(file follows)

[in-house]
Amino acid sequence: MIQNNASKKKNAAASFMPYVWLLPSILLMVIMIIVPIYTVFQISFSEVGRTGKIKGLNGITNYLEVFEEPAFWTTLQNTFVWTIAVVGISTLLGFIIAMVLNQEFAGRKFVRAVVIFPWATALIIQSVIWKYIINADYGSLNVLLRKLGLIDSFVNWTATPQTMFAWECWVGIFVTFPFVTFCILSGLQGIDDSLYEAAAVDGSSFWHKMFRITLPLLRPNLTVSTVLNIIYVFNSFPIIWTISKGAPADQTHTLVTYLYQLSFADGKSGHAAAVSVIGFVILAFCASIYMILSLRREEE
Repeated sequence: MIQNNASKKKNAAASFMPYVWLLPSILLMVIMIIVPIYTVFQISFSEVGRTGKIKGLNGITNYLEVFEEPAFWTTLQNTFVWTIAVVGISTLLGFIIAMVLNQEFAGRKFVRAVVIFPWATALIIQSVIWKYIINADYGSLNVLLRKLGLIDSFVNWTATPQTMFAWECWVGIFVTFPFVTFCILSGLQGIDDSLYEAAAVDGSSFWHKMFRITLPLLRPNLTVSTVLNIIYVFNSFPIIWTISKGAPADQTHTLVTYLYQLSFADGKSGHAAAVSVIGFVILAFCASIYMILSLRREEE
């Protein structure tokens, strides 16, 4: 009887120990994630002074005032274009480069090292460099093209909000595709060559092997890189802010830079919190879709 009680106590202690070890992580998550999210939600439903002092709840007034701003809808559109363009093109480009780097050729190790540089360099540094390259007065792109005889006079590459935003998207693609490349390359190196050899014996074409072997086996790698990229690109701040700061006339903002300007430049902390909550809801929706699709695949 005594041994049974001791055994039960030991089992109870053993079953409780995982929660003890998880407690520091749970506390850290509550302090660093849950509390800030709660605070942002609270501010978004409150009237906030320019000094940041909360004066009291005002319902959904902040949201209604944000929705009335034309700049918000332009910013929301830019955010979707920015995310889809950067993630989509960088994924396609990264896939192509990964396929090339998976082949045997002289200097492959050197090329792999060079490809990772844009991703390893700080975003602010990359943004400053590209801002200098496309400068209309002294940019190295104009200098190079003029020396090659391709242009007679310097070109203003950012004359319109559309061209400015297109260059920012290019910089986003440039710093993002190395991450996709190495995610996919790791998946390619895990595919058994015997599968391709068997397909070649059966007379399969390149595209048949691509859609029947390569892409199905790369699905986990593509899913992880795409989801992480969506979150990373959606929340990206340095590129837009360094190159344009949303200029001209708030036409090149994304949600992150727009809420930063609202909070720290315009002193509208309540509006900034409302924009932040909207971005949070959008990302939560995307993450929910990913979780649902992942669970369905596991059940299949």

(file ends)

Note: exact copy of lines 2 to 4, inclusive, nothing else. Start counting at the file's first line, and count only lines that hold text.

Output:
Amino acid sequence: MIQNNASKKKNAAASFMPYVWLLPSILLMVIMIIVPIYTVFQISFSEVGRTGKIKGLNGITNYLEVFEEPAFWTTLQNTFVWTIAVVGISTLLGFIIAMVLNQEFAGRKFVRAVVIFPWATALIIQSVIWKYIINADYGSLNVLLRKLGLIDSFVNWTATPQTMFAWECWVGIFVTFPFVTFCILSGLQGIDDSLYEAAAVDGSSFWHKMFRITLPLLRPNLTVSTVLNIIYVFNSFPIIWTISKGAPADQTHTLVTYLYQLSFADGKSGHAAAVSVIGFVILAFCASIYMILSLRREEE
Repeated sequence: MIQNNASKKKNAAASFMPYVWLLPSILLMVIMIIVPIYTVFQISFSEVGRTGKIKGLNGITNYLEVFEEPAFWTTLQNTFVWTIAVVGISTLLGFIIAMVLNQEFAGRKFVRAVVIFPWATALIIQSVIWKYIINADYGSLNVLLRKLGLIDSFVNWTATPQTMFAWECWVGIFVTFPFVTFCILSGLQGIDDSLYEAAAVDGSSFWHKMFRITLPLLRPNLTVSTVLNIIYVFNSFPIIWTISKGAPADQTHTLVTYLYQLSFADGKSGHAAAVSVIGFVILAFCASIYMILSLRREEE
């Protein structure tokens, strides 16, 4: 009887120990994630002074005032274009480069090292460099093209909000595709060559092997890189802010830079919190879709 009680106590202690070890992580998550999210939600439903002092709840007034701003809808559109363009093109480009780097050729190790540089360099540094390259007065792109005889006079590459935003998207693609490349390359190196050899014996074409072997086996790698990229690109701040700061006339903002300007430049902390909550809801929706699709695949 005594041994049974001791055994039960030991089992109870053993079953409780995982929660003890998880407690520091749970506390850290509550302090660093849950509390800030709660605070942002609270501010978004409150009237906030320019000094940041909360004066009291005002319902959904902040949201209604944000929705009335034309700049918000332009910013929301830019955010979707920015995310889809950067993630989509960088994924396609990264896939192509990964396929090339998976082949045997002289200097492959050197090329792999060079490809990772844009991703390893700080975003602010990359943004400053590209801002200098496309400068209309002294940019190295104009200098190079003029020396090659391709242009007679310097070109203003950012004359319109559309061209400015297109260059920012290019910089986003440039710093993002190395991450996709190495995610996919790791998946390619895990595919058994015997599968391709068997397909070649059966007379399969390149595209048949691509859609029947390569892409199905790369699905986990593509899913992880795409989801992480969506979150990373959606929340990206340095590129837009360094190159344009949303200029001209708030036409090149994304949600992150727009809420930063609202909070720290315009002193509208309540509006900034409302924009932040909207971005949070959008990302939560995307993450929910990913979780649902992942669970369905596991059940299949």